Anti-judicial reform pilots face deadline for dismissal: Report

In July, some 10,000 air force reservists, including 400 pilots, announced their intention to cease training as an act of protest over judicial reform legislation.

By World Israel News Staff

Pilots who have suspended their participation in reserve duty and training sessions as an act of protest against the ongoing judicial reform legislation must commit to returning to their commitments by October 17th, or face permanent dismissal from their positions, according to reports in Hebrew-language media.

Channel 13 reported that the decision was made by Israeli Air Force Commander Maj. Gen. Tomer Bar, ahead of a scheduled joint drill with the U.S. Air Force that is slated to take place at the end of October.

The Israeli military said in a statement that Bar had instructed commanders to engage in “conversations” with reserve personnel who have not been participating in training sessions, “with the aim of mapping a picture of the preparedness of the [air] force, and to return the reserve servicemen to service.”

In July, some 10,000 air force reservists, including 400 pilots, announced that they would cease participating in reserve duty as part of a mass protest against measures aimed at overhauling Israel’s judicial system.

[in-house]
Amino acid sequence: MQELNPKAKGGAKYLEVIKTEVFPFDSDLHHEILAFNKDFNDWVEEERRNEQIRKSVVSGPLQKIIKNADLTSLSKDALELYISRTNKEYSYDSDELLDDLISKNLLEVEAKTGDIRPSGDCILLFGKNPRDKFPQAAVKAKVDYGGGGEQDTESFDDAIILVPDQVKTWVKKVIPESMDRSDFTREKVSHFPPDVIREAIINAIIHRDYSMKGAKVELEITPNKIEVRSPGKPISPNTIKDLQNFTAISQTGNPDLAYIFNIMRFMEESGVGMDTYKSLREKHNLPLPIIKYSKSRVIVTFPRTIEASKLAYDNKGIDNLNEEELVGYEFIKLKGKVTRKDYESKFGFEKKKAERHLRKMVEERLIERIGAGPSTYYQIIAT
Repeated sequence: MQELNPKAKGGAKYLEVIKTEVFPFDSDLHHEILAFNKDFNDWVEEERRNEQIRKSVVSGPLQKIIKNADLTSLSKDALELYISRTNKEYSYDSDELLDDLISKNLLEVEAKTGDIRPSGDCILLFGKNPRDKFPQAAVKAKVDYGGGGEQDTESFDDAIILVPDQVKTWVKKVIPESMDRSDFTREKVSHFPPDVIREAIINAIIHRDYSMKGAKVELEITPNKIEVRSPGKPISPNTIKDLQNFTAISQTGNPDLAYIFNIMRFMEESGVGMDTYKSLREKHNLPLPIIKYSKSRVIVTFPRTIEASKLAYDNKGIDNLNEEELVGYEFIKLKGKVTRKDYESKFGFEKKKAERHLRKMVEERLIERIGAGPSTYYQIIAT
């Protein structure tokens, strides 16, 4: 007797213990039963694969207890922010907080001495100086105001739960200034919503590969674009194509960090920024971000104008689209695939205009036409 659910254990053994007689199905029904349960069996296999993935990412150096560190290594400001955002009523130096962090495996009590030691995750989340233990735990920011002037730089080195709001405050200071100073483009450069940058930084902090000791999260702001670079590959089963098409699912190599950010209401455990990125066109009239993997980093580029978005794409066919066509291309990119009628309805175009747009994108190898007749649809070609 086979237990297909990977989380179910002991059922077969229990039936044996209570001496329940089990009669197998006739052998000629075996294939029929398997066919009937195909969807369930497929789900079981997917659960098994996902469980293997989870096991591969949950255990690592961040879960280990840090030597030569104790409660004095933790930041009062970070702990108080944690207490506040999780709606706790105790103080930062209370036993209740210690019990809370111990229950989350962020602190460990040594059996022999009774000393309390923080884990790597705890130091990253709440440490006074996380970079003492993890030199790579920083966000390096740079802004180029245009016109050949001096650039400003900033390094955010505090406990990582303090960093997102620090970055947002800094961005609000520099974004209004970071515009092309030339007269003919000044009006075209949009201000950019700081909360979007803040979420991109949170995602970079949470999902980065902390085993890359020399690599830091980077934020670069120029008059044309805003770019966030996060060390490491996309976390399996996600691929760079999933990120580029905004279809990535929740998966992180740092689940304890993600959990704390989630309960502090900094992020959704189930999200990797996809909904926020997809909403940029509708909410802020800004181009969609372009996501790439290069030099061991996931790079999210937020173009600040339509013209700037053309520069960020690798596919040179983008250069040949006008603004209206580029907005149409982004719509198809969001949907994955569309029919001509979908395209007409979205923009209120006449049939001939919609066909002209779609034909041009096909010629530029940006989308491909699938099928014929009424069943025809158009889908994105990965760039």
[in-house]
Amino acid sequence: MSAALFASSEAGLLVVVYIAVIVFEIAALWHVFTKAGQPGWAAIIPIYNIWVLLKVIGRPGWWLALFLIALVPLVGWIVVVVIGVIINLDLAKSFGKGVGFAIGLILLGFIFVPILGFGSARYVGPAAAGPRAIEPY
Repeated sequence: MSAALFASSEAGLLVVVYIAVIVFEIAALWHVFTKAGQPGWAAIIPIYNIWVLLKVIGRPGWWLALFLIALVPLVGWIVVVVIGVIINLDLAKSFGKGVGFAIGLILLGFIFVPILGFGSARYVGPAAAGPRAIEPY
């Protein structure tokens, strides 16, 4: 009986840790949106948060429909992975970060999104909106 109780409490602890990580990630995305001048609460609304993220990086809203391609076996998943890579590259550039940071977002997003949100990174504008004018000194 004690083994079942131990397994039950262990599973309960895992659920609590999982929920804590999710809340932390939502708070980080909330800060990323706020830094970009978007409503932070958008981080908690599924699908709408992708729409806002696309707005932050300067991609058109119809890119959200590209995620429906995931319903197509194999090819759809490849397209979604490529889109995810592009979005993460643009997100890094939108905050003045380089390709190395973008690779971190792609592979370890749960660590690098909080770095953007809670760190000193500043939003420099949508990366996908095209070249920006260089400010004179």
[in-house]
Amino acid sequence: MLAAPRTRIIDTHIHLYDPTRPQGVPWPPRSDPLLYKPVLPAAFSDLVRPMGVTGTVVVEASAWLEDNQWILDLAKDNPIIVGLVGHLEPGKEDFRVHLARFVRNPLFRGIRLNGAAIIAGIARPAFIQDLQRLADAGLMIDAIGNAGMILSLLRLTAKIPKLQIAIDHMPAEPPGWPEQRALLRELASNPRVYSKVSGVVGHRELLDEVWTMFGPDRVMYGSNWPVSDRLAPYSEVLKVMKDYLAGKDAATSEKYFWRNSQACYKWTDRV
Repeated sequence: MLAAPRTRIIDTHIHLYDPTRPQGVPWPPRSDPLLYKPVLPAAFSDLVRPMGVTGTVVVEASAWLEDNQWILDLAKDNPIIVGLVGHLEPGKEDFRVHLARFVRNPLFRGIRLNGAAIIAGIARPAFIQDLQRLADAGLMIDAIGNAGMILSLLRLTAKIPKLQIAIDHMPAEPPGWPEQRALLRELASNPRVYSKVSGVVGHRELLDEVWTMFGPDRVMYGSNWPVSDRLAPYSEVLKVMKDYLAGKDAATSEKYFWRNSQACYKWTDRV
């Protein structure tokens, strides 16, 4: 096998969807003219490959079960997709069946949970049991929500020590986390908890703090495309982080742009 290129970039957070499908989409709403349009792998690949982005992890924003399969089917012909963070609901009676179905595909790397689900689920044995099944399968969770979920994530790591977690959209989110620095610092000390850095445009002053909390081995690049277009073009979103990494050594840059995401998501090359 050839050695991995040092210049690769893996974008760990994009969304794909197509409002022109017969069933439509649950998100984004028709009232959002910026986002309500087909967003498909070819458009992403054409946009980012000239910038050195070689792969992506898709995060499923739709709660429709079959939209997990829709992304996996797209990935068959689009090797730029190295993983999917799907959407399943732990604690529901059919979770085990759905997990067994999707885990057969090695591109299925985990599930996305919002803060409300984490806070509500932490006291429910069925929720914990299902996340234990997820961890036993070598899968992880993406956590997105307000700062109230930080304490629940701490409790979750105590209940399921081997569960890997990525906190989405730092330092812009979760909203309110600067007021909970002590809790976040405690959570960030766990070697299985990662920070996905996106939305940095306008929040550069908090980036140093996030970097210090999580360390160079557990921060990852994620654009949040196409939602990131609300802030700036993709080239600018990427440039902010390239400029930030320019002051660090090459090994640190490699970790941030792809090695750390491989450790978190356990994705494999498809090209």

Israel’s top military brass have been careful not to publicly criticize reservists who have stated their intention to stop training due to their political views, instead encouraging unity and stressing the importance of their service.

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But some politicians have leveled harsh criticism at the reservists, calling their behavior akin to rebellion and sedition.

Diaspora Affairs Minister Amichai Chikli said that reservists who condition their service upon agreeing with government policies are setting a negative precedent for Israeli democracy, in which elected lawmakers are beholden to the sentiments of the military.

“When [the government] becomes subject to the [whims of the] army, we will be Turkey or Egypt. I have no intention of putting up with this,” Chikli told Mako in July.

“If the Knesset does not enact one law or another because military personnel threaten not to serve, there is one definition for this – we become a junta on the same day.

“That’s a military dictatorship, a real dictatorship. We don’t have the luxury to submit to such threats.”